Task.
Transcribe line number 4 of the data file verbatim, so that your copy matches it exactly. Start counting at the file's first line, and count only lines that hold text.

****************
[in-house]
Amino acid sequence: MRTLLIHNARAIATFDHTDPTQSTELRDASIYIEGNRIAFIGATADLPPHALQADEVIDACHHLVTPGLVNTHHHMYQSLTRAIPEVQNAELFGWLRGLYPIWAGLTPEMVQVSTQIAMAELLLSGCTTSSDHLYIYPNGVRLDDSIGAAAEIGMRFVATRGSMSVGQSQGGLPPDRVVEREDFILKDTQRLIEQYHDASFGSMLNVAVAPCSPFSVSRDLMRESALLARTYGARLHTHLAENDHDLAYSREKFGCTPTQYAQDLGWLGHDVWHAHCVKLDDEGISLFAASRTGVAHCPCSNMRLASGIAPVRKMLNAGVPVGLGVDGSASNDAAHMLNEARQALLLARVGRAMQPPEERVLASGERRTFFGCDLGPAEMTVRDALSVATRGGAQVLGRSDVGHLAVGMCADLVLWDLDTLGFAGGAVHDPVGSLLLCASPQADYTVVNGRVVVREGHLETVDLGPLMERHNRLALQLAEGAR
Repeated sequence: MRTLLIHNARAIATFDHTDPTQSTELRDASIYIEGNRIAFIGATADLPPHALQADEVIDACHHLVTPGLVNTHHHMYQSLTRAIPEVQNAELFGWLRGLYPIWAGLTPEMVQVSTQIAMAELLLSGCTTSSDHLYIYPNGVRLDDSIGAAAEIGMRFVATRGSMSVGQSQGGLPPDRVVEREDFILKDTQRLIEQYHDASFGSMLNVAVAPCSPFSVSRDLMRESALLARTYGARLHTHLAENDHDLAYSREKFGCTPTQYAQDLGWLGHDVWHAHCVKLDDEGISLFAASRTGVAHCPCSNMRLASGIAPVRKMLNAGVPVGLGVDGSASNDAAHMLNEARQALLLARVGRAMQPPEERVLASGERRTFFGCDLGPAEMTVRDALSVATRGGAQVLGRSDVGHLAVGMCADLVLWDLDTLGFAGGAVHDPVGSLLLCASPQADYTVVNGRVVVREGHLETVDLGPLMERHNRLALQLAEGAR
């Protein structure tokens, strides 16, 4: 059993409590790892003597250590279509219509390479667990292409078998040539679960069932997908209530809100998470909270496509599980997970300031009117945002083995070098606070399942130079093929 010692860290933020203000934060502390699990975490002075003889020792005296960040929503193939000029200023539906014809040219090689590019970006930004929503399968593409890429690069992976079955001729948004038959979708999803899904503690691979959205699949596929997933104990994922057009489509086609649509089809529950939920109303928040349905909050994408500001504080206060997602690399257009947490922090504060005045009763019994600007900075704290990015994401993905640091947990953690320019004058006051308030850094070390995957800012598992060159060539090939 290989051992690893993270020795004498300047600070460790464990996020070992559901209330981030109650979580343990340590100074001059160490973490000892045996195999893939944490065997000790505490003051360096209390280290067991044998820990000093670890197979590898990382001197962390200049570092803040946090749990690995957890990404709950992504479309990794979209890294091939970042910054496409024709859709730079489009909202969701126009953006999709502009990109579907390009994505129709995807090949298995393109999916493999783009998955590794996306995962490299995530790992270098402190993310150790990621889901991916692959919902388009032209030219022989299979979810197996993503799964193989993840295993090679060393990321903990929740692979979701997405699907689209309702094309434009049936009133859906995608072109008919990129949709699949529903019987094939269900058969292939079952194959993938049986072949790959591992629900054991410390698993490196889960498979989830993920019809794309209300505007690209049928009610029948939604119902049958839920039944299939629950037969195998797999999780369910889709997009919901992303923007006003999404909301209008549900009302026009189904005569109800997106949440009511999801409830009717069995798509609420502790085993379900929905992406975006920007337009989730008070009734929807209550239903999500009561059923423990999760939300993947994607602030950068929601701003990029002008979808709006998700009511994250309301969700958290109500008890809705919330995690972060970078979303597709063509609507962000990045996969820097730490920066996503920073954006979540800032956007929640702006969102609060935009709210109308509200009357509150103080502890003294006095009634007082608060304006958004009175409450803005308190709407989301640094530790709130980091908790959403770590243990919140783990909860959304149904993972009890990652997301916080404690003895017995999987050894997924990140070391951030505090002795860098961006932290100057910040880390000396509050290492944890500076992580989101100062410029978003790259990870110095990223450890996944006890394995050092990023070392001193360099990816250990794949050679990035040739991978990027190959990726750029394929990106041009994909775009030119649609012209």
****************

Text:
């Protein structure tokens, strides 16, 4: 059993409590790892003597250590279509219509390479667990292409078998040539679960069932997908209530809100998470909270496509599980997970300031009117945002083995070098606070399942130079093929 010692860290933020203000934060502390699990975490002075003889020792005296960040929503193939000029200023539906014809040219090689590019970006930004929503399968593409890429690069992976079955001729948004038959979708999803899904503690691979959205699949596929997933104990994922057009489509086609649509089809529950939920109303928040349905909050994408500001504080206060997602690399257009947490922090504060005045009763019994600007900075704290990015994401993905640091947990953690320019004058006051308030850094070390995957800012598992060159060539090939 290989051992690893993270020795004498300047600070460790464990996020070992559901209330981030109650979580343990340590100074001059160490973490000892045996195999893939944490065997000790505490003051360096209390280290067991044998820990000093670890197979590898990382001197962390200049570092803040946090749990690995957890990404709950992504479309990794979209890294091939970042910054496409024709859709730079489009909202969701126009953006999709502009990109579907390009994505129709995807090949298995393109999916493999783009998955590794996306995962490299995530790992270098402190993310150790990621889901991916692959919902388009032209030219022989299979979810197996993503799964193989993840295993090679060393990321903990929740692979979701997405699907689209309702094309434009049936009133859906995608072109008919990129949709699949529903019987094939269900058969292939079952194959993938049986072949790959591992629900054991410390698993490196889960498979989830993920019809794309209300505007690209049928009610029948939604119902049958839920039944299939629950037969195998797999999780369910889709997009919901992303923007006003999404909301209008549900009302026009189904005569109800997106949440009511999801409830009717069995798509609420502790085993379900929905992406975006920007337009989730008070009734929807209550239903999500009561059923423990999760939300993947994607602030950068929601701003990029002008979808709006998700009511994250309301969700958290109500008890809705919330995690972060970078979303597709063509609507962000990045996969820097730490920066996503920073954006979540800032956007929640702006969102609060935009709210109308509200009357509150103080502890003294006095009634007082608060304006958004009175409450803005308190709407989301640094530790709130980091908790959403770590243990919140783990909860959304149904993972009890990652997301916080404690003895017995999987050894997924990140070391951030505090002795860098961006932290100057910040880390000396509050290492944890500076992580989101100062410029978003790259990870110095990223450890996944006890394995050092990023070392001193360099990816250990794949050679990035040739991978990027190959990726750029394929990106041009994909775009030119649609012209």